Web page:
IPhone app helps the blind identify US bank notes

IPhone app helps the blind identify US bank notes

US software vendor Ipplex has launched an iPhone application that helps blind and visually impaired Americans identify bank notes.

Available through Apple's App Store for $1.99, the LookTel Money Reader uses the iPhone camera to identify $1, $2, $5, $10, $20, $50 and $100 bills before 'speaking' the value out loud.

The vendor says its app uses patented and proprietary object recognition technology to recognise any bill denomination in real time without the need to hold the camera still or take a photo.

American bank notes are all the same size, posing a problem for the visually impaired. In 2008, the US Court of Appeals for the DC Circuit upheld a district court opinion finding that "the Treasury Department's failure to design and issue paper currency that is readily distinguishable to the visually impaired violates section 504 of the Rehabilitation Act". However, no changes to the currency have yet been made.

LookTel developed its technology under sponsorship from the National Institutes of Health and was awarded two research grants from the National Eye Institute and the National Institute of Aging.

Gary Kelly, executive director of Blind Wisdom and Ipplex advisor, says: "The LookTel Money Reader is fantastic because it reads money quickly at any location - even if there is no Internet connection available. One can use it and sort money as quickly as a sighted person can, and do this with total independence."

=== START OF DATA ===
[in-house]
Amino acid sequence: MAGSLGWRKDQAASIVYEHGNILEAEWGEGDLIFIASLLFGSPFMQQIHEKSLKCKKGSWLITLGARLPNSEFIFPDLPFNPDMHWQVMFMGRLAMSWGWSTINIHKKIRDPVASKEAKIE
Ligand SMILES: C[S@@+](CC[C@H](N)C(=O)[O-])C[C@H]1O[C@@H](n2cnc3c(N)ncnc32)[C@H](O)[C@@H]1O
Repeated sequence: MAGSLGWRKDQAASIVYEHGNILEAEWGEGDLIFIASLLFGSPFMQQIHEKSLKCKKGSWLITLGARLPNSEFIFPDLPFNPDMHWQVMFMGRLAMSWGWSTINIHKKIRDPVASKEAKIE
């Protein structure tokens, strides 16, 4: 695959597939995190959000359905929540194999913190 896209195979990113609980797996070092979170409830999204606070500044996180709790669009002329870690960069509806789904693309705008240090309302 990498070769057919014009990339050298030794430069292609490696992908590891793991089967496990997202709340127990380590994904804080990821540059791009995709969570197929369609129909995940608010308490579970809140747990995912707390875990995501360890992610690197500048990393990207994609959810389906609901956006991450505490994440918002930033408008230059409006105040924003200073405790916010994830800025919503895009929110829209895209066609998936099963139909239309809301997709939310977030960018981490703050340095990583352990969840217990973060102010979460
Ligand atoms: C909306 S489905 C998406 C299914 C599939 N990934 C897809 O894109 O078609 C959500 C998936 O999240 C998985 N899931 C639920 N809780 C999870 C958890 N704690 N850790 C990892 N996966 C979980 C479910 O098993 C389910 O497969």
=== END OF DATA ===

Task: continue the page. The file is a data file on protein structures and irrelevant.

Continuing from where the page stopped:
Comments: (1)

A Finextra member
A Finextra member 15 March, 2011, 10:39Be the first to give this comment the thumbs up 0 likes

OMG, doesn't anyone see the obvious problem here?

Blind people do not use iPhone, or any other current touchscreen telephones, because they need to FEEL the buttons etc. what they are using. A capasitive touchscreen is a nightmare if you are visually impaired. This software is therefore totally crap.

I have heard that Nokia is actually working on a touchscreen that gives microelectronic responses to different touches, meaning that although the screen itself is totally flat, the minimally small shocks given when touching the screen make you FEEL like there are physical buttons and figures on the screen. I'd say that will make the day for the blind when this comes to production!

I wonder also why the US treasury seems to neglect the problems the dollar bills have: they are all the same size and colour and and have very little distinctive markings to tell the different nominations apart - even for the seeing. Looking at the euros on the other hand, they are all different sizes and colours and have even special raised printing to very easily distinguish the different denominations.